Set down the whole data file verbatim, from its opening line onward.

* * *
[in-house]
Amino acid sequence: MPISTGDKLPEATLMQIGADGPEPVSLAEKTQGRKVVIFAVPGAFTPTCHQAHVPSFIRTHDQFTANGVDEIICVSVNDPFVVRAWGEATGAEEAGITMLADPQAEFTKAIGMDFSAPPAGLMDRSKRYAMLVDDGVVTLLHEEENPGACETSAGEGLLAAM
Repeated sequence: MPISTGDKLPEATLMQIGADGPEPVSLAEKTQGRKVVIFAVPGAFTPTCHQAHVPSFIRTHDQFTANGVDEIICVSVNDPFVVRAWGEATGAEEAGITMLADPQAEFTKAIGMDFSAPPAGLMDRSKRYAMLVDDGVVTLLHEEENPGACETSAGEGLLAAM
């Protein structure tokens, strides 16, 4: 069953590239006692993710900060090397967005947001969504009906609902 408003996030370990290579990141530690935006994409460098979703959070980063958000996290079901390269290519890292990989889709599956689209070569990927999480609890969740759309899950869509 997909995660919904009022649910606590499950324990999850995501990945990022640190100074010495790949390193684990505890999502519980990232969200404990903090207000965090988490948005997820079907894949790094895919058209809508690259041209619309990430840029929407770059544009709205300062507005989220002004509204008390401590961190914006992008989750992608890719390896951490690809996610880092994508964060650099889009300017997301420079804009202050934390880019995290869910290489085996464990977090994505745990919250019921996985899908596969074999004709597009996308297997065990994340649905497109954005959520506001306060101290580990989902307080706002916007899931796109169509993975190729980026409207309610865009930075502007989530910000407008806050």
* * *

[in-house]
Amino acid sequence: MPISTGDKLPEATLMQIGADGPEPVSLAEKTQGRKVVIFAVPGAFTPTCHQAHVPSFIRTHDQFTANGVDEIICVSVNDPFVVRAWGEATGAEEAGITMLADPQAEFTKAIGMDFSAPPAGLMDRSKRYAMLVDDGVVTLLHEEENPGACETSAGEGLLAAM
Repeated sequence: MPISTGDKLPEATLMQIGADGPEPVSLAEKTQGRKVVIFAVPGAFTPTCHQAHVPSFIRTHDQFTANGVDEIICVSVNDPFVVRAWGEATGAEEAGITMLADPQAEFTKAIGMDFSAPPAGLMDRSKRYAMLVDDGVVTLLHEEENPGACETSAGEGLLAAM
């Protein structure tokens, strides 16, 4: 069953590239006692993710900060090397967005947001969504009906609902 408003996030370990290579990141530690935006994409460098979703959070980063958000996290079901390269290519890292990989889709599956689209070569990927999480609890969740759309899950869509 997909995660919904009022649910606590499950324990999850995501990945990022640190100074010495790949390193684990505890999502519980990232969200404990903090207000965090988490948005997820079907894949790094895919058209809508690259041209619309990430840029929407770059544009709205300062507005989220002004509204008390401590961190914006992008989750992608890719390896951490690809996610880092994508964060650099889009300017997301420079804009202050934390880019995290869910290489085996464990977090994505745990919250019921996985899908596969074999004709597009996308297997065990994340649905497109954005959520506001306060101290580990989902307080706002916007899931796109169509993975190729980026409207309610865009930075502007989530910000407008806050």